One of the criticisms of the Haitian Army was its repressive character, the acts of torture perpetrated on already submissive people or those without defence. Regrettably, one can observe the return to humiliating and degrading practices of torture in Haitian retention centres (garde-à-vues). In certain places, such as Port-au-Prince, there have been an implementation of “zero tolerance cells” where people are subjected to inhumane treatment at the hands of police officers. Furthermore, it is deplorable to note the cases of individuals who died following corporal punishment inflicted upon them by agents charged with their protection while in retention. We can mention, among others, the cases of accused individuals Arsene AUGUSTE and Reginald MEME, who both died while in police custody, in St. Marc December 2000 and in Pétion-ville August 2001, respectively. What sanctions have been imposed on the officers responsible for these crimes?

4. The Reintegration of Police Officers Dismissed for Grave Human Rights Violations, Theft, Corruption, etc.

In order to completely fulfill its role, the Haitian National Police must impose the rules of conduct in regards to the management of its personnel. Article 17 of the personnel manual of the National Police, February 6, 1996, states that: an officer soliciting reinstatement into the ranks of the National Police after termination of a previous contract, must submit a certificate of good behaviour to the issue of services rendered while a member of the National Police.

However, in reality, several officers dismissed for serious human rights violations, theft, corruption, drug trafficking, or other infractions have been able to be reintegrated into the institution.

1) the Case of Officer Normil ROBOAM This officer, an Agent 1, was dismissed from the National Police in October 1996 for reasons involving a summary execution. He was reintegrated into the PNH in April 2001 to the level of Agent 3.

2) the Case of Officer Carol LOCHARD Former Municipal Commissioner of Mirogoâne, he was dismissed from the PNH in October 1996 for committing human rights violations. He was reintegrated into the ranks in April 2001 and is currently the Municipal Commissioner of Carrefour.

3) the Case of Officer Roody TERRASSAN He was dismissed for abandonment of post, was reintegrated in the PNH in April 2001 and is currently responsible for the specialized unit of BRI (Brigade de Recherche et Intervention). Today this unit has a disturbing reputation for arbitrary arrests and prolonged detention.

4) the Case of Officer Patrick GUILLAUME He had been dismissed for abandoning his post, was reintegrated into the PNH in April 2001 and is currently the Municipal Commissioner of Pétion-ville.

Other cases worth mentioning are:

i) police officer Shiller LOUIDOR, implicated in the scandal involving the diversion of seven hundred thousand American dollars (700,000 $US) to the Central Direction of the Judicial Police (DCPJ), was simply transferred to the Secretary of State for Justice (SEJ) in charge of public security.

ii) the forceful intervention of three (3) SWAT team vehicles and the Corps d’Intervention pour le Maintien de l’Ordre (CIMO) in the town of Bon Repos for the purpose of executing a judicial order in favour of the Mevs family. Is it possible to requisition the specialized units of the police, and by whom for the execution of judiciary decisions? Are the best trained of the PNH in the service of the bourgeois monopoly as in the time of the Army? What has changed?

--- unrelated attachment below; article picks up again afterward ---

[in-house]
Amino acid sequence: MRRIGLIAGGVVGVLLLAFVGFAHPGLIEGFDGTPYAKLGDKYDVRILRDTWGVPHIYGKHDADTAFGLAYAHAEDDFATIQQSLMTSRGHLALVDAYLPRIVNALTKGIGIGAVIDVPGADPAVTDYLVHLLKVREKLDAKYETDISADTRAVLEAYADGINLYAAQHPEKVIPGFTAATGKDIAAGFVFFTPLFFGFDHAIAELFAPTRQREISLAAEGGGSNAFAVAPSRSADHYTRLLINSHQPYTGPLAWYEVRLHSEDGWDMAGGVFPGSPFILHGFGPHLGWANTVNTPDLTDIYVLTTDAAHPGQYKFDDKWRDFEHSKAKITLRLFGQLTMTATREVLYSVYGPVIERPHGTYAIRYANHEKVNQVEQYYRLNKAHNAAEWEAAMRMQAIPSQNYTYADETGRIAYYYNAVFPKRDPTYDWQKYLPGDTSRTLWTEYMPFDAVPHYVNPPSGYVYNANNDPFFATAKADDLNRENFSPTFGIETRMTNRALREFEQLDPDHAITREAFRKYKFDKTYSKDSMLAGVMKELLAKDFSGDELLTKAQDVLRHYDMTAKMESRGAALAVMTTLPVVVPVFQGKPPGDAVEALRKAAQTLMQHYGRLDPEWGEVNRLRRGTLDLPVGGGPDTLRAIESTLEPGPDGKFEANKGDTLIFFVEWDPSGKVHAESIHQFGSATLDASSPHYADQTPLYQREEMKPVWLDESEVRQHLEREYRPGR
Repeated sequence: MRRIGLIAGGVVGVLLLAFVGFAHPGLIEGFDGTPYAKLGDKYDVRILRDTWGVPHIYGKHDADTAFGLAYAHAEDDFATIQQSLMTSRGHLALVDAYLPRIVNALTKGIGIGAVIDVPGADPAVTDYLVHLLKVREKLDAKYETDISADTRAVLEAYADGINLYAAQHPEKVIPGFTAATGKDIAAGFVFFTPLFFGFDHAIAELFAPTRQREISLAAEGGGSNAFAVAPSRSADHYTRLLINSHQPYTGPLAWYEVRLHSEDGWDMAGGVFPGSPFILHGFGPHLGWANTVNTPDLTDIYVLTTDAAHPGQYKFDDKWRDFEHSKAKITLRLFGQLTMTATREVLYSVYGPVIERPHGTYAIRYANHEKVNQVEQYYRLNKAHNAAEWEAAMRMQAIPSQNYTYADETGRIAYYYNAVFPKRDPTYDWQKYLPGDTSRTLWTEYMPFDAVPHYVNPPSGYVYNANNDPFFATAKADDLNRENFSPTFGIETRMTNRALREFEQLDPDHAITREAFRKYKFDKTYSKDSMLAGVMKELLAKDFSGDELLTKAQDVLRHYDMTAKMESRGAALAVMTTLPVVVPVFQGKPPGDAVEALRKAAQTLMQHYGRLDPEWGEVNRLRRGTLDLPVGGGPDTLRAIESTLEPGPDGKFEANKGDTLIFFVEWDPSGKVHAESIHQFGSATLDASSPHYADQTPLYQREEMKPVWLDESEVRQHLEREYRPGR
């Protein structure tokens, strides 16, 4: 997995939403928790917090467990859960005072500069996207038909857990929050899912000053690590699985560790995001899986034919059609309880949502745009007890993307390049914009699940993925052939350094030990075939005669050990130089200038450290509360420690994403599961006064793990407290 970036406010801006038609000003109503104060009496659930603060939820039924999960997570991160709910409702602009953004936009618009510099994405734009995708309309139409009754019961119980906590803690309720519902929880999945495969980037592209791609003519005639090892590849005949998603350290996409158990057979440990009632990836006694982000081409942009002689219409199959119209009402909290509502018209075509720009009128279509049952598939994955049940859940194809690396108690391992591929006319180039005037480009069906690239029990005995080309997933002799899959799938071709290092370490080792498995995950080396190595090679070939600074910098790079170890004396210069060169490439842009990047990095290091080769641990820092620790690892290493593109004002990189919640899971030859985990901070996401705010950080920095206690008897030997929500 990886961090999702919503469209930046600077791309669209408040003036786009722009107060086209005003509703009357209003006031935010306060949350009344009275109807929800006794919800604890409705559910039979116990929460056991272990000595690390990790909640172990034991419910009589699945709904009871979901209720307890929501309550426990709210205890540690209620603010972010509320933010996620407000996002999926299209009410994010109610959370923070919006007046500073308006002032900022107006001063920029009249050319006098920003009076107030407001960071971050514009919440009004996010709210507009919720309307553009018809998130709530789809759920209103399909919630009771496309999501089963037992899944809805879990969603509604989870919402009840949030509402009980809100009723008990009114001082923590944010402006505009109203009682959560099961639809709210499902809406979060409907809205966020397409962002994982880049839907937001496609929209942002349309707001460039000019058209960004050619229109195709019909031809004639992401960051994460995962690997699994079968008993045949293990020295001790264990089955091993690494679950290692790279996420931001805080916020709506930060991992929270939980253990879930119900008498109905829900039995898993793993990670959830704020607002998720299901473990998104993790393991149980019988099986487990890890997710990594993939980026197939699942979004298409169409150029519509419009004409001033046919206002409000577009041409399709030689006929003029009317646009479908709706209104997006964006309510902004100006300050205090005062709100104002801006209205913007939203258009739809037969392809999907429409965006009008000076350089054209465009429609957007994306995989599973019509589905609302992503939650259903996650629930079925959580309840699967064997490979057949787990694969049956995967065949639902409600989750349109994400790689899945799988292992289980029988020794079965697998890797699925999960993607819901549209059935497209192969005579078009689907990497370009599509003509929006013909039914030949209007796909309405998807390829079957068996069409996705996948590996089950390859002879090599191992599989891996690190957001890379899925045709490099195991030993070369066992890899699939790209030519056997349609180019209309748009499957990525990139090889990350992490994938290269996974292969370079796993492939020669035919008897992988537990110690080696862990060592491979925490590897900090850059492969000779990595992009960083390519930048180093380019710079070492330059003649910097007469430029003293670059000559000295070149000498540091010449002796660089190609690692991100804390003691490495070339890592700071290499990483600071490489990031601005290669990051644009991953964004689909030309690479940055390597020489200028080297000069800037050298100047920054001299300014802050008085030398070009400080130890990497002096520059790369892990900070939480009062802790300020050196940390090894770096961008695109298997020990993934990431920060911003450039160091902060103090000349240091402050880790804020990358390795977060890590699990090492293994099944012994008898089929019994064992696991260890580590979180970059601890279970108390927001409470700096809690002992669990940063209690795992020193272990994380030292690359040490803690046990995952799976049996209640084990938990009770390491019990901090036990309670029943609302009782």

iii) the case of officers Camy MARCELLUS, Municipal Commissioner of Delmas, and Yrvens CESAR, Police Inspector of Delmas, who brutalized and threatened to kill journalist Jean Robert DELCINE of Radio Haiti Inter while he was doing his job. The General Inspection once again answers with silence.

Furthermore, the PNH gives the impression that it functions without any career plan for its officers. Promotions are bestowed on the basis of militancy and allegiance to the political power in place. Staff of the PNH is transferred to the General Direction without any structured orientation, defined tasks or missions. Individuals without sufficient training are placed in posts of responsibility within in the PNH without contest. This reinforces indolence in an institution that cruelly suffers from a lack of human resources.

Thus, it is the return to favouritism as such during the time of the Army. What has changed?

Mr. President, today the boat of the PNH is adrift. It requires swift correction and only the CSPN has the expertise to do it. It is NCHR’s wish that intelligence, common sense and wisdom will be placed above all other considerations. With this vision, NCHR makes the following recommendations to the CSPN:

1. work to professionalize the PNH;

2. respect the code of ethics within the PNH and in the management of the institution;

3. publish the list of officers who were reintegrated into the ranks of the PNH since February 2001;

4. publish the list of officers sanctioned since the change to the current leadership team of the PNH;

5. establish and respect a career plan for officers within the PNH; and

6. put an end to the practices of torture in the retention centres of the PNH.

Mr. President, NCHR humbly requests that you accept the highest expression of its consideration.